Recently I have developed some distinct improvements in my reels. I’ve discarded the old tongue profile (ie for the check mechanism) which was never right from day one and at last have developed a far better component, a more lively check performance, much more ‘life’ in it and with just enough room for the new tongue to turn 90 degrees for it to be ‘parked’. I’ve also gained insight to the characteristics of the spring material, which I need to order a further batch at a larger cross section for eventually bigger reels – that will be another £250 out at least, as the rolling mill has a 25kg minimum order. I’ve other mods though only sucessful purchasers get to see whats been done when they open the box.
I’ve also scrapped my existing stock of nickel silver regulator wires made ten years ago as I have evolved a much easier to operate version for older (me) or cold numbed hands. Also scrapped is the cast nickel silver reg wire bridge replaced with a machined from solid version, stronger, less liable to malfunction if dropped and hopefully requiring less time to ‘fit’. The styling of it, the design mentality reminds me of the illustration in Le Corbusiers ‘Vers Une Architecture’ of the engine compartment of a pre-war Bugatti.
The backs are cast gunmetal, filed and papered, machined, papered and buffed to a flawless finish, a fabulous deep colour; note that the reel seat is the bit on the rod it attaches to. You would be hard pressed to find anyone in any factory that has the skill to do this nowadays, its pre-war standard and First at that. The back is secured by the traditional press fit dovetail and secured by two R.Kell made (as are all my screws) being ‘up tolerance’ close fitting nickel silver screws. The reels are not lightweight models, yet I think they combine well with a cane rod. To recap, at Hardys the ‘back’ was always part of the reel and the ‘reel seat’ was the bit on the rod.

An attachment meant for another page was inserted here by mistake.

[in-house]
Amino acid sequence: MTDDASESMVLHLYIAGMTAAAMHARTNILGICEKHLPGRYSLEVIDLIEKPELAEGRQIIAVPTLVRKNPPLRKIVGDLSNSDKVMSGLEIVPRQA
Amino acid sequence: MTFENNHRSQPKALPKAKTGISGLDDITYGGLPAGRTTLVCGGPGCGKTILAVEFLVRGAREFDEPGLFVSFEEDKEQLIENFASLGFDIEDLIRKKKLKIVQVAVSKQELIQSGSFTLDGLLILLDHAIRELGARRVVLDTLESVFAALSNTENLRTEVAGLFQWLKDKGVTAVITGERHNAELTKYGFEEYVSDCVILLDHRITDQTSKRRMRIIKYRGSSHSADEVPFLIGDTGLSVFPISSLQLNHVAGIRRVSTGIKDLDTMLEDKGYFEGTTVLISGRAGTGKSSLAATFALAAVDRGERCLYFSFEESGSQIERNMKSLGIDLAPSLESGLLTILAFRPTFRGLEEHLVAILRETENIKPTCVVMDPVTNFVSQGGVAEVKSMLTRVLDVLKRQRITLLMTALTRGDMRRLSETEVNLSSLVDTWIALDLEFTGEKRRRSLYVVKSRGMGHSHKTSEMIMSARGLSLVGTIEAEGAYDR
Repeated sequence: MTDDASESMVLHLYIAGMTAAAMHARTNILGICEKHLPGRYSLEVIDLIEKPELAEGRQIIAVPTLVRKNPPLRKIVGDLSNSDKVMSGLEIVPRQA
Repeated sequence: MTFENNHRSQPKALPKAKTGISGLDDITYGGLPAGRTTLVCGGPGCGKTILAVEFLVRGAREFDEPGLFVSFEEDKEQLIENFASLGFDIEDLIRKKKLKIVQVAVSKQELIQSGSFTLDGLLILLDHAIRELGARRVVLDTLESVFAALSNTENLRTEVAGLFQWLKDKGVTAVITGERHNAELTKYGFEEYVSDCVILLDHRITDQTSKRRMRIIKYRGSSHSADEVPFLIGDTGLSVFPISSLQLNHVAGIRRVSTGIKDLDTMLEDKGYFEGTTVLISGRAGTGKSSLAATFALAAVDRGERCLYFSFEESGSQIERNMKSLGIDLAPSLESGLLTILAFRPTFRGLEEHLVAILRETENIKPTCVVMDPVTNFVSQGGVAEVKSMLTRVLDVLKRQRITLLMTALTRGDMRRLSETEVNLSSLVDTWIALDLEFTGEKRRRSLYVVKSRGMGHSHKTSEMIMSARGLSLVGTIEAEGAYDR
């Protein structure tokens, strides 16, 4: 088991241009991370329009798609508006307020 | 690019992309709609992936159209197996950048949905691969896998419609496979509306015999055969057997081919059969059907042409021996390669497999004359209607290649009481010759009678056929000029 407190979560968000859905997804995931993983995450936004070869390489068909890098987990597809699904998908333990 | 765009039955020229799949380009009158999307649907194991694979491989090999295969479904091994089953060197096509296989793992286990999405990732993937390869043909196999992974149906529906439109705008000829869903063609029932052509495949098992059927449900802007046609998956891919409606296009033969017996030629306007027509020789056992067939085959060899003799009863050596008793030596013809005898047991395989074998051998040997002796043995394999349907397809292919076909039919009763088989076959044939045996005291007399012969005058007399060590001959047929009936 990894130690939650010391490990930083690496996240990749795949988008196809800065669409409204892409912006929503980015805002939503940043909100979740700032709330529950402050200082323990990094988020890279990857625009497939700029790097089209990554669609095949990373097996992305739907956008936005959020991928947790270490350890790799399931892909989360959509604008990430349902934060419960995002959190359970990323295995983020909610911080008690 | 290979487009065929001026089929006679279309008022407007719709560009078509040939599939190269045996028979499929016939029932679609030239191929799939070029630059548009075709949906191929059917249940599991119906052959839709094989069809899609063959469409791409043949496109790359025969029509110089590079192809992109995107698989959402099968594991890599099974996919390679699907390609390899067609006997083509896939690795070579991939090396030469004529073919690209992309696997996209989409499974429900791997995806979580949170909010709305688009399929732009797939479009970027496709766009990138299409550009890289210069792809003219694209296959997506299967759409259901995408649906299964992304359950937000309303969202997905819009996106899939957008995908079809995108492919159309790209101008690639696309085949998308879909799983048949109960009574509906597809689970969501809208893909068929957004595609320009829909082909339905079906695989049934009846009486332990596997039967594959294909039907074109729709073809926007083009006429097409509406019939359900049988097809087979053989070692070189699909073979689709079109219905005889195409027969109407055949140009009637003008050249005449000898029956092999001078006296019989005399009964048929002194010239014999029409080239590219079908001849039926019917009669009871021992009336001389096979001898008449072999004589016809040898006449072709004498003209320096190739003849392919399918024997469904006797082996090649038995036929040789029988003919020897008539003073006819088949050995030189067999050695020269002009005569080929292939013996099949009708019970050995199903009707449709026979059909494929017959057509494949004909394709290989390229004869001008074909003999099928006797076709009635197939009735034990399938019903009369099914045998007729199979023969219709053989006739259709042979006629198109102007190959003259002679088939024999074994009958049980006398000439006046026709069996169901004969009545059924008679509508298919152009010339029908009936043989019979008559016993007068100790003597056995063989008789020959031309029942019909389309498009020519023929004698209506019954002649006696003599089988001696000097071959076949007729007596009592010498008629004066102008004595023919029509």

As Chris commented on my first post below, re making a ‘Bougle’ style reel from Jamie Maxtone Grahams prompting, I only ever make what is in my own head – good or bad! To people across the pond my reels may look very Hardy though that might only be because its all I have experience of, even repairing reels for Jamie, generally re-building crumbled broken drums – it was all Hardy work. If I’d known nothing but Vom Hofes then I would be probably making a very Vom Hofe type reel.
Re the pricing of my reels. I have agonised over this, in 1986, then during my three year two thousand hours 1995-98 and now again in 2008-9. I originally was selling at £300GBP in 1998, that was my ‘target’ price, though found it tortuously low for handmade work. Looking at the man-hours consumed to keep the show on the road, I have pitched at what I think is appropriate. No con or flannel or hyperbole, just what I think is required. Even a cut to the bone little one-man business like me overheads are £12k pa (2009) before I make a penny. Twenty five years of being a price-work self -employed toolmaker helps me ascertain the area I need to be. ……and still only two thirds the price of a pair of handmade Lobbs!
Postscript: My 3-1/8 inch back flange is seeming to be in demand, so my standard width of 0.810 inch between flanges and a wide version at 1.010 (ie 0.2inch wider) are seemingly the ones first available. A good sized reel capable of plenty of work, I’ve a couple of tricks on this including a beefed up heavy click check mechanism. Also, there is no brass used at all in any of my reels; for the money I’m asking you get better than that.